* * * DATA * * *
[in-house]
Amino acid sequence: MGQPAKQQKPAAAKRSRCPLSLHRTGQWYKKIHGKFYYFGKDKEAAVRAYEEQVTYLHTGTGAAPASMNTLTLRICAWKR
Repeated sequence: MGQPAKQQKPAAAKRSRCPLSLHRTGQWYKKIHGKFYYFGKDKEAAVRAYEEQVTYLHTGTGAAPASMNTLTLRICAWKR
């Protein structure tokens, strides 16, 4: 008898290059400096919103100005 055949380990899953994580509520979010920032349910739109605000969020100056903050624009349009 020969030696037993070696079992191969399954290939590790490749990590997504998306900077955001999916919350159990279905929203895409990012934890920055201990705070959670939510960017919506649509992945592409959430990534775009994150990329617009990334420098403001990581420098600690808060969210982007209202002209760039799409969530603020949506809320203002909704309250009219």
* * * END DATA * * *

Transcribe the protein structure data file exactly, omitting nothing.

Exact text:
[in-house]
Amino acid sequence: MGQPAKQQKPAAAKRSRCPLSLHRTGQWYKKIHGKFYYFGKDKEAAVRAYEEQVTYLHTGTGAAPASMNTLTLRICAWKR
Repeated sequence: MGQPAKQQKPAAAKRSRCPLSLHRTGQWYKKIHGKFYYFGKDKEAAVRAYEEQVTYLHTGTGAAPASMNTLTLRICAWKR
């Protein structure tokens, strides 16, 4: 008898290059400096919103100005 055949380990899953994580509520979010920032349910739109605000969020100056903050624009349009 020969030696037993070696079992191969399954290939590790490749990590997504998306900077955001999916919350159990279905929203895409990012934890920055201990705070959670939510960017919506649509992945592409959430990534775009994150990329617009990334420098403001990581420098600690808060969210982007209202002209760039799409969530603020949506809320203002909704309250009219």